Security researchers from Eclypsium have found common design flaws in more than 40 kernel drivers from 20 different hardware vendors. During a talk at the DEF CON 27 security conference in Las Vegas, researchers detailed these common design flaws. These flaws allow low-privileged applications to use legitimate driver functions to execute malicious actions in the most sensitive areas of the Windows operating system. This even includes executing malicious actions in the Windows kernel. Also Read - Apple iPhone's contacts app vulnerable to SQLite hack: Check Point ResearchAlso Read - iMessage vulnerability: Hackers can now hijack your iPhone by just sending a text message
“There are a number of hardware resources that are normally only accessible by privileged software such as the Windows kernel and need to be protected from malicious read/write from user space applications,” Mickey Shkatov, Principal Researcher at Eclypsium told ZDNet. “The design flaw surfaces when signed drivers provide functionality which can be misused by user space applications to perform arbitrary read/write of these sensitive resources without any restriction or checks from Microsoft.” Also Read - Internet Explorer: A zero-day security vulnerability allows hackers to steal files from Windows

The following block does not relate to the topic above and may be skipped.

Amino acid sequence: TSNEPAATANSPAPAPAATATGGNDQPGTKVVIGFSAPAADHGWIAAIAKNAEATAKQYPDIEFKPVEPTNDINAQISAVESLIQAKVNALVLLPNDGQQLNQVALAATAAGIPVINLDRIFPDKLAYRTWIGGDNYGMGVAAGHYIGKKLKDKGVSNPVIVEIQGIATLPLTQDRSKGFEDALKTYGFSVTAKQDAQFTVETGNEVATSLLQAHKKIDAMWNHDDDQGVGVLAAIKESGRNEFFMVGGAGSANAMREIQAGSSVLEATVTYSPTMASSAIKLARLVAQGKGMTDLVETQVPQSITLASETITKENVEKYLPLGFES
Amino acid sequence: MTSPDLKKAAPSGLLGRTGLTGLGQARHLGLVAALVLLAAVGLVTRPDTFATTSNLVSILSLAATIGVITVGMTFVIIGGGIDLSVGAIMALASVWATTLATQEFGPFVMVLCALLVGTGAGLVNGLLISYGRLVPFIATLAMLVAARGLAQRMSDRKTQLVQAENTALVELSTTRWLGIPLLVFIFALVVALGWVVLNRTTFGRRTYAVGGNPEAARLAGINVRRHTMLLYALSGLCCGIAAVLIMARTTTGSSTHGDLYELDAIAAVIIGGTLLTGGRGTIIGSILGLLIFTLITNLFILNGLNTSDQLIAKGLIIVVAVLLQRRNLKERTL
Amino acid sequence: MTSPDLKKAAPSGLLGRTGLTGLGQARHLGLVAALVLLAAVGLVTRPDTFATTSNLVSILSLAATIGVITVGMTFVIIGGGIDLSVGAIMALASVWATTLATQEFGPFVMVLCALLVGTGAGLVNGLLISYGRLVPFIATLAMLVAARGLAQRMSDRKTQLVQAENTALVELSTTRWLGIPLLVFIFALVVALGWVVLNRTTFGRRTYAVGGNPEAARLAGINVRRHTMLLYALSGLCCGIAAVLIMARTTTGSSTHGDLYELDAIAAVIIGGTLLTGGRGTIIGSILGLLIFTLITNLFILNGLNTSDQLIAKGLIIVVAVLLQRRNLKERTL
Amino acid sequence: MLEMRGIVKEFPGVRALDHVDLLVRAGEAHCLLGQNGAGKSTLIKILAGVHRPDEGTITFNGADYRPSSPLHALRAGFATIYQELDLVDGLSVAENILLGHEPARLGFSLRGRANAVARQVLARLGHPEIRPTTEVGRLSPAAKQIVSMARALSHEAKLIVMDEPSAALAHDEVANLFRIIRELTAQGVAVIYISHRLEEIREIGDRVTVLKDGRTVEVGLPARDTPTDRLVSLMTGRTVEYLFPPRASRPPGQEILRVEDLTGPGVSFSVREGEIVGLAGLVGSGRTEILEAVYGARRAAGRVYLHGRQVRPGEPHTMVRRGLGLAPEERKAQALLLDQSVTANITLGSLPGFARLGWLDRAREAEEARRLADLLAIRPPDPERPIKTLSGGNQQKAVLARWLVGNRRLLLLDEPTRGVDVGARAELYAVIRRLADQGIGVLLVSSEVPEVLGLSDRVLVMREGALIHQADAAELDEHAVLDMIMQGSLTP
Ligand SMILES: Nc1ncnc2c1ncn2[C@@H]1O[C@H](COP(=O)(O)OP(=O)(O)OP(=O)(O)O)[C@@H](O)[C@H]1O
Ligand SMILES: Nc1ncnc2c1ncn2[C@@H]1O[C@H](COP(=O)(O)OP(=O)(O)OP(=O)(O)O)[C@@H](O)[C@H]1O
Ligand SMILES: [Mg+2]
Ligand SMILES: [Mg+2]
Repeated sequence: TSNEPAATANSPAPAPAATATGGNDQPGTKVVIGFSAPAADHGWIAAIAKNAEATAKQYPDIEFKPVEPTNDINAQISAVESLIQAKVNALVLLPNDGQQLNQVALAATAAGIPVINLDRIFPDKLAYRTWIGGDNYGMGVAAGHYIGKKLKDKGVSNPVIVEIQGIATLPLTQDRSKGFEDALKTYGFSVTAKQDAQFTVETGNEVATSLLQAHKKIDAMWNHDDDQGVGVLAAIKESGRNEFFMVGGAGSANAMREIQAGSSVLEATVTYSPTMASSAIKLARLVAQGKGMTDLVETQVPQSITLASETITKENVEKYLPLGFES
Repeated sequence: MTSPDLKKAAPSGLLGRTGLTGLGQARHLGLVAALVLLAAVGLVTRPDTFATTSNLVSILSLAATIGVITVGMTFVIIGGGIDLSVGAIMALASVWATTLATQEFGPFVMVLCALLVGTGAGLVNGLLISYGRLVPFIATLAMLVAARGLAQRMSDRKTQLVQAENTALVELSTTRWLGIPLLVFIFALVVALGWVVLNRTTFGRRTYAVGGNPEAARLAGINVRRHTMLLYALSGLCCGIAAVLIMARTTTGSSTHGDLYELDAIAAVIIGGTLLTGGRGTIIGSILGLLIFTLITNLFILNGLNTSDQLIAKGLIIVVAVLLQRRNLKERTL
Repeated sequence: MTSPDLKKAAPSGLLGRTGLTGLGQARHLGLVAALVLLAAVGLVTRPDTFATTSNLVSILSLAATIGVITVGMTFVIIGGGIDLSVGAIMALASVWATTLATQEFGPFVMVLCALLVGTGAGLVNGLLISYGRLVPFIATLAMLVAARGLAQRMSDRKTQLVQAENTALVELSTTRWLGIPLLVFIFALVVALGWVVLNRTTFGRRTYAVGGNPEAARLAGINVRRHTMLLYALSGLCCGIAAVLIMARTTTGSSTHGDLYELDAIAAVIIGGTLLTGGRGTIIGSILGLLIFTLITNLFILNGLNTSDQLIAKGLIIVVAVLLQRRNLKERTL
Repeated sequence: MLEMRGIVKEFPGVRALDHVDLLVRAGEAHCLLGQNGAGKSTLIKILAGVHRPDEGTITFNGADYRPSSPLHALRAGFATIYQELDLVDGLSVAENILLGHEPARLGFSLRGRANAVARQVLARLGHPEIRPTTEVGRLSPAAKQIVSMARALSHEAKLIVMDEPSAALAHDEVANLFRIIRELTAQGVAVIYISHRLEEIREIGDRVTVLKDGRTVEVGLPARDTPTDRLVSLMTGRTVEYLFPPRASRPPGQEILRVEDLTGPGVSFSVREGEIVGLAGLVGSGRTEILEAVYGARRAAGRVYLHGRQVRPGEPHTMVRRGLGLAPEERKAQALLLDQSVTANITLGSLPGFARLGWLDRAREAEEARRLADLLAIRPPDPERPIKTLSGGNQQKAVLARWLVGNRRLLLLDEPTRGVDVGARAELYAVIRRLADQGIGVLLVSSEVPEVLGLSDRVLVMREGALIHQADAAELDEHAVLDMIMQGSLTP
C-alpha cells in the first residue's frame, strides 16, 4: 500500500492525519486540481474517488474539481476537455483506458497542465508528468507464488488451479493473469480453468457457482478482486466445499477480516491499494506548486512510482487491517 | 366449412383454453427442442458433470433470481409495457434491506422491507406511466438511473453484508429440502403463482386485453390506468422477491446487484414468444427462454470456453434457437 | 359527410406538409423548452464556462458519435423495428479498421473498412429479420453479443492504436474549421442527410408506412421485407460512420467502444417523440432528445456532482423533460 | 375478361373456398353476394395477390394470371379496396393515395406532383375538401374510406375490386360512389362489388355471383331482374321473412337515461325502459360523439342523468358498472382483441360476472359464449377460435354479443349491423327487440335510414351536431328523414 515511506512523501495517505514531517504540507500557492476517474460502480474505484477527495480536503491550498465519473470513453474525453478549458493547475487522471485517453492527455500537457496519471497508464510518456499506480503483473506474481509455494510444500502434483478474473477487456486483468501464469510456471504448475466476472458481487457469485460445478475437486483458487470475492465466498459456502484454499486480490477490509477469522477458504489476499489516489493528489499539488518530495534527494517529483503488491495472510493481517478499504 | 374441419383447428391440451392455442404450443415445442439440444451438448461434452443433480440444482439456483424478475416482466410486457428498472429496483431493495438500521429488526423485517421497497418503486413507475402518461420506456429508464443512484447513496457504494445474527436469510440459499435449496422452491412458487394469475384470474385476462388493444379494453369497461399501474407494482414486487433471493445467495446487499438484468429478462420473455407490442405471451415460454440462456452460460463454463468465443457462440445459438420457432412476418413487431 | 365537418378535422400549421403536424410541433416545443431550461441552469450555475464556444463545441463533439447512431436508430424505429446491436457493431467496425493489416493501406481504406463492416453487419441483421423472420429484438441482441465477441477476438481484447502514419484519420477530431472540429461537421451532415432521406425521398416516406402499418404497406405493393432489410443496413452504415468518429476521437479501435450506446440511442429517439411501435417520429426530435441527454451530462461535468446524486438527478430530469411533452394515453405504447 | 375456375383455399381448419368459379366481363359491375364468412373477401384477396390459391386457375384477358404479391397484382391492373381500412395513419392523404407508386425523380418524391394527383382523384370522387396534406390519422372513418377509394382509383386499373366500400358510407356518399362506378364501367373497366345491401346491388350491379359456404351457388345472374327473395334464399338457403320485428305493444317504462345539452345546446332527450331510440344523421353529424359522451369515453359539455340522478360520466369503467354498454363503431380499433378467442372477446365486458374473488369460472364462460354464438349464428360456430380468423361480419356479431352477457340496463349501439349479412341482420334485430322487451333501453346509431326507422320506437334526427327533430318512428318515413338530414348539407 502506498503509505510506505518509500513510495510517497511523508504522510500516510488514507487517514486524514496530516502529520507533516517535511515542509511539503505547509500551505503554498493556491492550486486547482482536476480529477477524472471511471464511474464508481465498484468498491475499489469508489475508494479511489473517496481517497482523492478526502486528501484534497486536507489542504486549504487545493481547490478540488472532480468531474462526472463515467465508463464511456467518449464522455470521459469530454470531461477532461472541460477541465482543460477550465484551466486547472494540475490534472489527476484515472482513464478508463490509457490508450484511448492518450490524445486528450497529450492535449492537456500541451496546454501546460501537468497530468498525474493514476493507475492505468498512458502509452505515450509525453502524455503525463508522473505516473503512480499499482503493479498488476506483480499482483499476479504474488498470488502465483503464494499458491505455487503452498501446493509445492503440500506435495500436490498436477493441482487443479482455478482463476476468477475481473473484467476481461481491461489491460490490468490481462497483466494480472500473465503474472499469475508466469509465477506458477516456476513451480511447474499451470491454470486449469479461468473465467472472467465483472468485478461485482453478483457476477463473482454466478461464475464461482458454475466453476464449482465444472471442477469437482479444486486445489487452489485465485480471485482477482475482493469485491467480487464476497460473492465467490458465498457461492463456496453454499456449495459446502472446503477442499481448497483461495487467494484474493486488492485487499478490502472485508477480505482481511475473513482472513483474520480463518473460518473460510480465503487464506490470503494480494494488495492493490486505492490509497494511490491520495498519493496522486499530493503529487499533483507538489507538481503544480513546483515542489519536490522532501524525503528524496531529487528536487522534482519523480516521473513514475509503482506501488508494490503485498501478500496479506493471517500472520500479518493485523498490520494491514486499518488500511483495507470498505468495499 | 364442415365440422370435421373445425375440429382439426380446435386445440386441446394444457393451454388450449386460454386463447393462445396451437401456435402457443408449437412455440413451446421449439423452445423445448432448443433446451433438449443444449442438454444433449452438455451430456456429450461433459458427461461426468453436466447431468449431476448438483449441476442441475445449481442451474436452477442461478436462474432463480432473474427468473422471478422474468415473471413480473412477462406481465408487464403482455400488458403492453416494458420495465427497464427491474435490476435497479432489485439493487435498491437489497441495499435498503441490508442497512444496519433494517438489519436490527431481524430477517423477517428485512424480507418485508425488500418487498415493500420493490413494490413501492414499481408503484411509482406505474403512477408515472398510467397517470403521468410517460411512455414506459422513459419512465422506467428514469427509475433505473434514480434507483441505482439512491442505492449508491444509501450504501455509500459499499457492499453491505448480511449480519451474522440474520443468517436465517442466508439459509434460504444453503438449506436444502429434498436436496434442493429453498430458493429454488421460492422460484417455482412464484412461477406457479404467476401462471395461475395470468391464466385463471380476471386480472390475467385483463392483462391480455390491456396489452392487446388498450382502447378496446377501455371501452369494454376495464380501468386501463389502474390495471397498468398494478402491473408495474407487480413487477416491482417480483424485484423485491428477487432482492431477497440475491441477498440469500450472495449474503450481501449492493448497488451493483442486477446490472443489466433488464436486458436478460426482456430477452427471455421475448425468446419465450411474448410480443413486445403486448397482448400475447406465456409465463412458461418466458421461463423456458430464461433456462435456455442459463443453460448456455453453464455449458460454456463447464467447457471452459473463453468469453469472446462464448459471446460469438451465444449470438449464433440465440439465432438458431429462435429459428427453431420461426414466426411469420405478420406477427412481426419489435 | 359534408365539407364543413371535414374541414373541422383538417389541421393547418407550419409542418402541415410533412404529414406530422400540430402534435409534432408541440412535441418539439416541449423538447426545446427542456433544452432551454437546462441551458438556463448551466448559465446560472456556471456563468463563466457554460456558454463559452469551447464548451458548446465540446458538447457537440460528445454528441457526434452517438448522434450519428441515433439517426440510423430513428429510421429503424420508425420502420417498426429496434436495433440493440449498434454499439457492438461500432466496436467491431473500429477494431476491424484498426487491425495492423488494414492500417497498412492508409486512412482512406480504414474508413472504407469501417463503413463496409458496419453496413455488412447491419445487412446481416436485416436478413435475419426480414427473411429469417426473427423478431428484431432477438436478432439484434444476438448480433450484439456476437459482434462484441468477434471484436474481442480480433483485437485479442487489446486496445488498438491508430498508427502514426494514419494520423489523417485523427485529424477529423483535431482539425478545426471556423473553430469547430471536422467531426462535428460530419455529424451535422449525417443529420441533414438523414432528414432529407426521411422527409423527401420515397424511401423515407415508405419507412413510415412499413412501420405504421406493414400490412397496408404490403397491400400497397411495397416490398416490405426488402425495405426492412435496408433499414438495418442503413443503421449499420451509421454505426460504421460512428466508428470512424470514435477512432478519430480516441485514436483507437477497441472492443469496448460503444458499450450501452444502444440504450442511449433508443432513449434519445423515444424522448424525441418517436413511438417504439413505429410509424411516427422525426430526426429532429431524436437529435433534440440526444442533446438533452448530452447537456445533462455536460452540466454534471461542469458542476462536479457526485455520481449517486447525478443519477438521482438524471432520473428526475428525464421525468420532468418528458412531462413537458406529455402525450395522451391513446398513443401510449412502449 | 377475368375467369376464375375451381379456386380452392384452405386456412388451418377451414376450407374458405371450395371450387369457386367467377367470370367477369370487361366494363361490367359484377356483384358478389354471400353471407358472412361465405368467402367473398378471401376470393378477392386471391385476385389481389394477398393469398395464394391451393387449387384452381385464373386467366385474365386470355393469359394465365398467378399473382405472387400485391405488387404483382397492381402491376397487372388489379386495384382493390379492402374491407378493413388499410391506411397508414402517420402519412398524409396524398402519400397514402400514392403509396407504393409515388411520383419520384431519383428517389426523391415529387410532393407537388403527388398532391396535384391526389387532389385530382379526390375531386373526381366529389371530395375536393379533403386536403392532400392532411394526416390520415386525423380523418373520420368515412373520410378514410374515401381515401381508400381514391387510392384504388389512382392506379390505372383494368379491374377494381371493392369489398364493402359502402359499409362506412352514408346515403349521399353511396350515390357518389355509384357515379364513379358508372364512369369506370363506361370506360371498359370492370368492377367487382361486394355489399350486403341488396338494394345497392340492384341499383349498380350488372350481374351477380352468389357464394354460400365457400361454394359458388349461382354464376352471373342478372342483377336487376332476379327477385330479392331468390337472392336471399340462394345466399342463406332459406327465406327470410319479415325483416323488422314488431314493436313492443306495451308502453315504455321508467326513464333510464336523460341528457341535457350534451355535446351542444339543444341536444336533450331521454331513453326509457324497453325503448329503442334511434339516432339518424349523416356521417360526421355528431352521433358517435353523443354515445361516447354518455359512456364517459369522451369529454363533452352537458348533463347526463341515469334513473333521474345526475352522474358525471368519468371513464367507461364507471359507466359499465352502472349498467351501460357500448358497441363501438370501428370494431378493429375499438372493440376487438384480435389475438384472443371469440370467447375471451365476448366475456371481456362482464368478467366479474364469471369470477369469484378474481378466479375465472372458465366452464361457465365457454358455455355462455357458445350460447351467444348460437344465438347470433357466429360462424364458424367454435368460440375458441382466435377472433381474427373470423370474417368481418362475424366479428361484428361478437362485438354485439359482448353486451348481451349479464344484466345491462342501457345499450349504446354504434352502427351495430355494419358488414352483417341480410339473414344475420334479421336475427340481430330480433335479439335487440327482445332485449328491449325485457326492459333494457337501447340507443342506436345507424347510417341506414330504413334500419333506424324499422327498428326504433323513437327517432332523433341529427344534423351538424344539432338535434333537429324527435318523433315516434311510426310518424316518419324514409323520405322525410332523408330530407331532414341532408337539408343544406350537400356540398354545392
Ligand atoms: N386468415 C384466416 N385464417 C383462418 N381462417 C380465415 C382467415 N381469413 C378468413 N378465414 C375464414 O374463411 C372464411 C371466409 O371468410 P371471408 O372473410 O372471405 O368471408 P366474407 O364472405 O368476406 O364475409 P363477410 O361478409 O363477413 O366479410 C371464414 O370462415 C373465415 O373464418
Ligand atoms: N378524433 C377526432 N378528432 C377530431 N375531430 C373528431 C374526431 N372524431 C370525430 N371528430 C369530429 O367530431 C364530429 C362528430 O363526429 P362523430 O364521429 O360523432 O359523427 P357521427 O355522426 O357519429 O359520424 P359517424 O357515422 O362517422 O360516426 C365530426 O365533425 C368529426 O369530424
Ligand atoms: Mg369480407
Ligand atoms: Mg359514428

Shkatov blames bad coding practices that don’t take security into account for the issues discovered by Eclypsium. “This is a common software design anti-pattern where, rather than making the driver only perform specific tasks, it’s written in a flexible way to just perform arbitrary actions on behalf of userspace,” he told ZDNet.
He also said that it is easier to develop software by structuring drivers and applications this way. However, the process opens the system up for exploitation. Shkatov confirmed that Eclypsium has notified each of the hardware vendor that were shipping drivers allowing user space apps to run kernel code. Among the vendors affected, some of them have already issued updates. These include American Megatrends, ASRock, ASUSTeK Computer, ATI Technologies (AMD), Biostar, EVGA, Getac, GIGABYTE, Huawei, Insyde, Intel, Micro-Star International (MSI), NVIDIA, Phoenix Technologies, Realtek Semiconductor, SuperMicro and Toshiba.
The researcher also confirmed that he did not name all the vendors impacted since some of them “needed extra time due to special circumstances”. All the impacted vendors will release fixes and advisories in the future. Eclypsium plans to publish the list of affected drivers and their hashes on GitHub. This will allow users and administrators to block the affected drivers.